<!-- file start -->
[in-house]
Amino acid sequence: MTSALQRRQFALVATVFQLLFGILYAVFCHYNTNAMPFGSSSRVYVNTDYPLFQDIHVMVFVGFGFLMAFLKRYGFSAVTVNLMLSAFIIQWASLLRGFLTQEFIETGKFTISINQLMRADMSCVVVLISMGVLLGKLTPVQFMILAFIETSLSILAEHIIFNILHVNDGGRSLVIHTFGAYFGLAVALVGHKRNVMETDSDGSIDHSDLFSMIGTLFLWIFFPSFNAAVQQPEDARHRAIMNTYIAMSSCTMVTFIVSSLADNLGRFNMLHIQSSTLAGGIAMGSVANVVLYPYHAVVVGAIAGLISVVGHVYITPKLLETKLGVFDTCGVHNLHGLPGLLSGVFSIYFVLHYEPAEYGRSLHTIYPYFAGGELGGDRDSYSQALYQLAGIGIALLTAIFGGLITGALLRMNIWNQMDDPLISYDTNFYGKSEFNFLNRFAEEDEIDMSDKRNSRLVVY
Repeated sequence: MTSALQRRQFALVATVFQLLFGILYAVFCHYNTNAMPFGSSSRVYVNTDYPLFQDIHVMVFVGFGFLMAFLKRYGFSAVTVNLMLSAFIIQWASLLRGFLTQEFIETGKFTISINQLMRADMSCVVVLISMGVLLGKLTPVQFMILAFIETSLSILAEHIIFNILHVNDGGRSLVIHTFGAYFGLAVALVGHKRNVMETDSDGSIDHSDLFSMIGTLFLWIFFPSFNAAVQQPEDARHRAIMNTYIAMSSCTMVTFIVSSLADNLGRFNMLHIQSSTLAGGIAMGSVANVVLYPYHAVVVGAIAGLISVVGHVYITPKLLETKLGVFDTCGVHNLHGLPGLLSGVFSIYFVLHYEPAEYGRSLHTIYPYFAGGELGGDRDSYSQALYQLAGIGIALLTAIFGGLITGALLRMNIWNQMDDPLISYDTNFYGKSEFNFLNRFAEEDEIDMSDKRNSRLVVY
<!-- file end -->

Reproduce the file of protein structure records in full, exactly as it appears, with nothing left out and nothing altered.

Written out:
[in-house]
Amino acid sequence: MTSALQRRQFALVATVFQLLFGILYAVFCHYNTNAMPFGSSSRVYVNTDYPLFQDIHVMVFVGFGFLMAFLKRYGFSAVTVNLMLSAFIIQWASLLRGFLTQEFIETGKFTISINQLMRADMSCVVVLISMGVLLGKLTPVQFMILAFIETSLSILAEHIIFNILHVNDGGRSLVIHTFGAYFGLAVALVGHKRNVMETDSDGSIDHSDLFSMIGTLFLWIFFPSFNAAVQQPEDARHRAIMNTYIAMSSCTMVTFIVSSLADNLGRFNMLHIQSSTLAGGIAMGSVANVVLYPYHAVVVGAIAGLISVVGHVYITPKLLETKLGVFDTCGVHNLHGLPGLLSGVFSIYFVLHYEPAEYGRSLHTIYPYFAGGELGGDRDSYSQALYQLAGIGIALLTAIFGGLITGALLRMNIWNQMDDPLISYDTNFYGKSEFNFLNRFAEEDEIDMSDKRNSRLVVY
Repeated sequence: MTSALQRRQFALVATVFQLLFGILYAVFCHYNTNAMPFGSSSRVYVNTDYPLFQDIHVMVFVGFGFLMAFLKRYGFSAVTVNLMLSAFIIQWASLLRGFLTQEFIETGKFTISINQLMRADMSCVVVLISMGVLLGKLTPVQFMILAFIETSLSILAEHIIFNILHVNDGGRSLVIHTFGAYFGLAVALVGHKRNVMETDSDGSIDHSDLFSMIGTLFLWIFFPSFNAAVQQPEDARHRAIMNTYIAMSSCTMVTFIVSSLADNLGRFNMLHIQSSTLAGGIAMGSVANVVLYPYHAVVVGAIAGLISVVGHVYITPKLLETKLGVFDTCGVHNLHGLPGLLSGVFSIYFVLHYEPAEYGRSLHTIYPYFAGGELGGDRDSYSQALYQLAGIGIALLTAIFGGLITGALLRMNIWNQMDDPLISYDTNFYGKSEFNFLNRFAEEDEIDMSDKRNSRLVVY